But she did confirm that 50 people have recovered from the virus.
The total number of people with Covid-19 worldwide is now close to 600,000 – almost 27,000 have died.
Among the new Covid-19 cases is British Prime Minister Boris Johnson – he took to social media yesterday to tell the public he had "mild symptoms" and was now in self-isolation.
He urged people to comply with safety and isolation measures to make sure the UK "comes through this epidemic".
That is a similar message that New Zealand Government officials and ministers have been hammering home for days.
The message from the Covid-19 response team was clear yesterday: "Stay local and stick to your bubble".
If people break the rules, Stuart-Black said it's more likely the lockdown period would increase.
When asked if she thought the lockdown period would be extended, Prime Minister Jacinda Ardern told the Nation she "believes in New Zealanders".
"I have faith in us as a nation to do this."
Stuart-Black told media 83 new cases of Covid-19 were confirmed yesterday.
Among those are eight Air New Zealand long-haul fleet employees, the airline confirmed.
The infected staff worked on Los Angeles and London flights.
An Air NZ spokeswoman said one staff member had recovered.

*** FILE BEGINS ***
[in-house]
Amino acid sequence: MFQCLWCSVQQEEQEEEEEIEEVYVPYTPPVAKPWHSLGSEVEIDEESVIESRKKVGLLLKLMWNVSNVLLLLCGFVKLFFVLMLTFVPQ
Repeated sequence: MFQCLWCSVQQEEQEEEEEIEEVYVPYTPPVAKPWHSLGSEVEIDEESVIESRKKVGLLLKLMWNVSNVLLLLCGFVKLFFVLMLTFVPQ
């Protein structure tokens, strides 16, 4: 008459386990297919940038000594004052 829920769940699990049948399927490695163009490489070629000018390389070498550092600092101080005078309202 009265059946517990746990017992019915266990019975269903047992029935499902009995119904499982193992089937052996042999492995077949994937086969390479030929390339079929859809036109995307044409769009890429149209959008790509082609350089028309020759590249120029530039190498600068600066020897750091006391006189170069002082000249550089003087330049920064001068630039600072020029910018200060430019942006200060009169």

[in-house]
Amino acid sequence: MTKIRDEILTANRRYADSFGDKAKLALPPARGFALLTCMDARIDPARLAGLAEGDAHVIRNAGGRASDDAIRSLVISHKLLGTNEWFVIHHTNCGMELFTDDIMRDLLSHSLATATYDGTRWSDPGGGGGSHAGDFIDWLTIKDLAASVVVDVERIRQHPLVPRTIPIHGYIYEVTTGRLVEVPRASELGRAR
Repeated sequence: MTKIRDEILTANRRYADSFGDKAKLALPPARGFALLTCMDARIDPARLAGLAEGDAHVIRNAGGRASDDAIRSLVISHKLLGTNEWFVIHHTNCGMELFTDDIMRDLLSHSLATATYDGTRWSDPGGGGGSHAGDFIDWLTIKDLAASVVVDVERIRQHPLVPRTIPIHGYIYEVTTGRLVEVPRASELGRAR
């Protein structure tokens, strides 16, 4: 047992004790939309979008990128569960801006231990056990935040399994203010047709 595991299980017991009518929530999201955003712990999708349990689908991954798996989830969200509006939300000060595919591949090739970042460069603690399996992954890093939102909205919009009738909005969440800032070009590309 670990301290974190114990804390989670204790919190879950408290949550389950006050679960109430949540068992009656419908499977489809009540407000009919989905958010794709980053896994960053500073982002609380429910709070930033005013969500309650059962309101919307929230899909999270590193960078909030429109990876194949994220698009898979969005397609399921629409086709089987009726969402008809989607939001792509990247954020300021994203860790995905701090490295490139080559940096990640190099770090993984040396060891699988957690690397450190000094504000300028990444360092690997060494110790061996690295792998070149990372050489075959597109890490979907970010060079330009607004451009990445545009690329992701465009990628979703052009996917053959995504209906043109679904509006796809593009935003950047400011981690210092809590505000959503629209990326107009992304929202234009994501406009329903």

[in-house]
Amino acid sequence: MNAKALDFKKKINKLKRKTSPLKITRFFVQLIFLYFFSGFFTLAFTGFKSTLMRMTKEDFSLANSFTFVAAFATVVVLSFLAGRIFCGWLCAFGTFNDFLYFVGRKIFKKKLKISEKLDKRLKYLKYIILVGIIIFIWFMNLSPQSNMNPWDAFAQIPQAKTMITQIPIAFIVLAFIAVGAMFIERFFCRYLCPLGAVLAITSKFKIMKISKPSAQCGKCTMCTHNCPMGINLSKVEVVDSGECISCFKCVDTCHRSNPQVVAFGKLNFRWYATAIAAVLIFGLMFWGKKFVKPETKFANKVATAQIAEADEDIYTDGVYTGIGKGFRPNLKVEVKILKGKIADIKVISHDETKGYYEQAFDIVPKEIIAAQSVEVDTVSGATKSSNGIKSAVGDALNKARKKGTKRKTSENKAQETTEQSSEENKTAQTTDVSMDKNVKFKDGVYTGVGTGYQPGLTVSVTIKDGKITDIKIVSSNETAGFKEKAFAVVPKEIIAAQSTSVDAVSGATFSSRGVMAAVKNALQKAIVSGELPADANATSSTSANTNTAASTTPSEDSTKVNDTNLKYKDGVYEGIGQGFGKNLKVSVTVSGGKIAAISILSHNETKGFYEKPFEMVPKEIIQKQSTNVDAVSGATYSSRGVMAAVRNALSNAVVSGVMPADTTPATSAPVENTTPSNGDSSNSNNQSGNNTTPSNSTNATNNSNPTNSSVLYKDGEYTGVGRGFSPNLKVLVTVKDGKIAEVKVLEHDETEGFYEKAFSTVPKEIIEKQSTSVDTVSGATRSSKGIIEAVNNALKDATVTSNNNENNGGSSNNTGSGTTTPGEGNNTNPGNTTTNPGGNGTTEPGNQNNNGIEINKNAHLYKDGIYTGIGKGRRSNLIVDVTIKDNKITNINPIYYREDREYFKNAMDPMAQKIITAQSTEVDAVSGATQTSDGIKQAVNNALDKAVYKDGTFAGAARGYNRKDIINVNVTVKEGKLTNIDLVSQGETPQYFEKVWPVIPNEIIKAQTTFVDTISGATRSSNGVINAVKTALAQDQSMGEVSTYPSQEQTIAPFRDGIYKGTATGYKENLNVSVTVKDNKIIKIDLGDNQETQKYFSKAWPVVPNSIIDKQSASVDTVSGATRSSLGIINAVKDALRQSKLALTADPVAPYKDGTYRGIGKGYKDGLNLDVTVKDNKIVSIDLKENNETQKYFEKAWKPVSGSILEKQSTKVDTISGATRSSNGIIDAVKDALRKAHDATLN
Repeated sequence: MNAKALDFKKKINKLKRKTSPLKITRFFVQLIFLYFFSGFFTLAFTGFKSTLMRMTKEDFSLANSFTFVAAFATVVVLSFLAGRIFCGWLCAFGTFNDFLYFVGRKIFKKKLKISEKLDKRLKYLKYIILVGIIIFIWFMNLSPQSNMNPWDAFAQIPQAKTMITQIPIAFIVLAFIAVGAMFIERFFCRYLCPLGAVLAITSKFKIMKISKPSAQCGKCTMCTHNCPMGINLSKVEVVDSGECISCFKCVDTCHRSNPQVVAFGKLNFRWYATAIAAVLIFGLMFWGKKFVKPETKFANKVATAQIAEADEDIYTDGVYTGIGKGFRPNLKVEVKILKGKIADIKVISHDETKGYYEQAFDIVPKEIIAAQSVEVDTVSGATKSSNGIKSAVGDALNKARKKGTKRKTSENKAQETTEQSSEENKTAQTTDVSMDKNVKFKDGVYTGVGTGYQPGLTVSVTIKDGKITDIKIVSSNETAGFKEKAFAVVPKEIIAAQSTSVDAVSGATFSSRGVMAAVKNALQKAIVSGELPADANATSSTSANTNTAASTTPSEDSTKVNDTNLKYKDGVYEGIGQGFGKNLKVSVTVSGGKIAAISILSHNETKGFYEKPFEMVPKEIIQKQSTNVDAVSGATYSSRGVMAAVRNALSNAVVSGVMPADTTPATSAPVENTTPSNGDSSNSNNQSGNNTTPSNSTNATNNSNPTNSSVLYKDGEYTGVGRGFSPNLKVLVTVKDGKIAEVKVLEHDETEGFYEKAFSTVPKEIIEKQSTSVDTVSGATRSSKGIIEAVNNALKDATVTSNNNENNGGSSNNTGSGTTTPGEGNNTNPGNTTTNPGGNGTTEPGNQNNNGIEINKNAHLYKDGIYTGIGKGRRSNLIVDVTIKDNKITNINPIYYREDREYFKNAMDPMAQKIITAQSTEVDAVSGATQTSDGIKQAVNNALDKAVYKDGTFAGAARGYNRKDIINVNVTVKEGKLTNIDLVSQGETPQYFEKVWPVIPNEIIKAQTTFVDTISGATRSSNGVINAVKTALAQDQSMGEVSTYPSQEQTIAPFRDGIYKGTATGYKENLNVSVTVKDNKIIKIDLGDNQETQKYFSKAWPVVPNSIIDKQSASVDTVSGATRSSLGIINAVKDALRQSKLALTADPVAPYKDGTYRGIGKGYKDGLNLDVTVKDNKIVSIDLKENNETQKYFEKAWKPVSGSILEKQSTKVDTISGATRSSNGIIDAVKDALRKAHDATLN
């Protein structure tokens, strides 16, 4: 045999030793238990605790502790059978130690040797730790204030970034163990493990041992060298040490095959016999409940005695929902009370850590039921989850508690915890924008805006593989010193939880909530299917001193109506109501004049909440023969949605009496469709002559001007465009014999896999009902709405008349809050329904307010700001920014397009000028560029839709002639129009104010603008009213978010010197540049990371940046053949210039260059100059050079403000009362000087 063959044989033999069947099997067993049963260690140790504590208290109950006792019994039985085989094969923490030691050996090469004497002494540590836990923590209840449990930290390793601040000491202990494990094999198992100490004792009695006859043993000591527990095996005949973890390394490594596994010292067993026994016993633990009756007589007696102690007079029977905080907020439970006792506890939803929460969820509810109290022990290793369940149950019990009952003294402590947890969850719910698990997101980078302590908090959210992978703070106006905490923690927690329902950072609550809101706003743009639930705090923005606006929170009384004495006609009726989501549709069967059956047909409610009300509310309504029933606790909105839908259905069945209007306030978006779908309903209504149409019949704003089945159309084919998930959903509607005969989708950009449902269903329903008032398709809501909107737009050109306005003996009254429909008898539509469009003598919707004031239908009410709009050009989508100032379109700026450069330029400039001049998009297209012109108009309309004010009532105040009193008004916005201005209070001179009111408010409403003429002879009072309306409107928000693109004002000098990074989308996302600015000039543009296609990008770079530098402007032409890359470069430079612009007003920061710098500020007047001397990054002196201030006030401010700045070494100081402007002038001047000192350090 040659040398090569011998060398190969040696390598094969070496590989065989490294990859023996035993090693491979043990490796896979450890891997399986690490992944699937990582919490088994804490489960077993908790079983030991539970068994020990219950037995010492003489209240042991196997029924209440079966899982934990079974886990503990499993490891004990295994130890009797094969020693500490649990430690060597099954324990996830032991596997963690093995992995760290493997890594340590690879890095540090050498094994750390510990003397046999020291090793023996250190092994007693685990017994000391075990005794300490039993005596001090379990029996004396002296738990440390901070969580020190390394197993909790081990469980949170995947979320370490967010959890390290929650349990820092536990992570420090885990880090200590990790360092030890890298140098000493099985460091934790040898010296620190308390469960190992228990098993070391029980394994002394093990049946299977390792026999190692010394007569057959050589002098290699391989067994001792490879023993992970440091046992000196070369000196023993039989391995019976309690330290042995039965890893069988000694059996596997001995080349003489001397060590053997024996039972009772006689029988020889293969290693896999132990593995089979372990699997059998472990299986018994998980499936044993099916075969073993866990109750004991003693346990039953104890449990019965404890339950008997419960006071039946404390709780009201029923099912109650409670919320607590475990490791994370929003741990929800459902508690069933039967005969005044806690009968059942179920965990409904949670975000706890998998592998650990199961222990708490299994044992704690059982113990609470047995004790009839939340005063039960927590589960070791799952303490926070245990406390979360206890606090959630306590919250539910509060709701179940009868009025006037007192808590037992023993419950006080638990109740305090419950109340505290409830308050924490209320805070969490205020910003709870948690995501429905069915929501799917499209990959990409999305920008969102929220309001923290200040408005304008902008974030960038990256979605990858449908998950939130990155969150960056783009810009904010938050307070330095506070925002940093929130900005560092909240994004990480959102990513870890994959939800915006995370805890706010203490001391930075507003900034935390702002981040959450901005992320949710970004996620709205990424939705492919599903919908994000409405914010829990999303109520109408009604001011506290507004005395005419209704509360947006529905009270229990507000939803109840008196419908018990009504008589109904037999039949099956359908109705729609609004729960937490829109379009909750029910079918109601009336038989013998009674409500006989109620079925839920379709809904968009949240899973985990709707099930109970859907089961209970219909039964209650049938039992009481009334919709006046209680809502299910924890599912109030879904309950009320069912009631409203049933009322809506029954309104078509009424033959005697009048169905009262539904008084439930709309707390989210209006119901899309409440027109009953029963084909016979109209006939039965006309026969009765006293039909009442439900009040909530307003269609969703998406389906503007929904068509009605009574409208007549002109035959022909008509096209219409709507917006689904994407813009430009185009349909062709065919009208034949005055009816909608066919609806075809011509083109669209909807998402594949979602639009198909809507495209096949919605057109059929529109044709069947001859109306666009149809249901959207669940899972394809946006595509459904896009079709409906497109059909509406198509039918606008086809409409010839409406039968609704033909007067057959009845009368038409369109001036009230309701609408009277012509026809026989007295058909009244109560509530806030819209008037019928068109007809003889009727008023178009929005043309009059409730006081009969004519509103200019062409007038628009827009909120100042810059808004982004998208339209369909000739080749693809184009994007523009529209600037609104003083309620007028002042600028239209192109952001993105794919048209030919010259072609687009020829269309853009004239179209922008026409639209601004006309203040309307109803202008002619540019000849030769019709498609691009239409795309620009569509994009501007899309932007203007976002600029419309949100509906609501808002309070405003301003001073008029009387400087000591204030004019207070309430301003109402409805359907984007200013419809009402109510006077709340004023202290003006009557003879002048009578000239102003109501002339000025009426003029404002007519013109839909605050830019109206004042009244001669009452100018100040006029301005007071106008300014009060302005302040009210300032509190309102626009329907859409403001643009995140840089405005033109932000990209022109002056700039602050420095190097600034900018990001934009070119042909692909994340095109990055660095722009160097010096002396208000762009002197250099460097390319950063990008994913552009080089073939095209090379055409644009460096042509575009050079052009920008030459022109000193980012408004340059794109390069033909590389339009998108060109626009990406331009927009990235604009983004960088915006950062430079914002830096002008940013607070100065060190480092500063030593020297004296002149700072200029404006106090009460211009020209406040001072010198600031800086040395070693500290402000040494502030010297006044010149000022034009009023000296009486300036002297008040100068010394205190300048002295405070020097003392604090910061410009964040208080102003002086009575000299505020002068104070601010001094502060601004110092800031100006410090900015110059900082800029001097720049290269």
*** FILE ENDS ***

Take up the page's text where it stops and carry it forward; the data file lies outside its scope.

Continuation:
The number of new confirmed cases yesterday was two fewer than the number of new cases confirmed on Friday.
Stuart-Black and Ardern have warned the number will continue to climb for at least another nine days.
"Don't be disheartened when you continue to see our numbers increase," Ardern said.
"I expect that we will have a number of cases and those cases will grow steeply because of the lag period of Covid-19."
Until then, New Zealand's compliance level needs to be high, she said.
"We just can't tolerate anyone flouting the rules."
All of Government controller John Ombler, head of the Government's Covid-19 task force, had a similar message.
He said most people were following the new rules - but there had been a few reports of people congregating.
In fact, he told media he had heard reports of people playing touch rugby.
"That's just stupid. Don't do it."
So far, there have been no arrests, he confirmed.
There have been a number of examples where people have not been playing by the lockdown rules.
Between 11pm Thursday night and 8am Friday morning, police received 396 calls relating to Covid-19 and 279 related to self-isolation breaches.
This comes when many healthcare workers remain worried about running out of personal protective equipment (PPE), such as face masks and gowns.
But the Prime Minister had a clear message for front line workers: "We have the stock".
Ardern said the Government had 18 million face masks and a fully functioning factory that makes up to 80,000 face masks a day in Whanganui.
"We have a good supply, so we do want to tighten up that distribution network."
Not long after Ardern's comments, the Government announced it would waive import tax on all medical and hygiene imports needed for its Covid-19 response.
"We are encouraging other countries to join us in this commitment as soon as possible," Trade and Export Growth Minister David Parker said.
From yesterday, the Government will apply a tariff concession to a range of products critical to its Covid-19 response.
These include testing kits, soap imports and diagnostic reagents.
And this is just the first step, Consumer Affairs Minister Kris Faafoi said.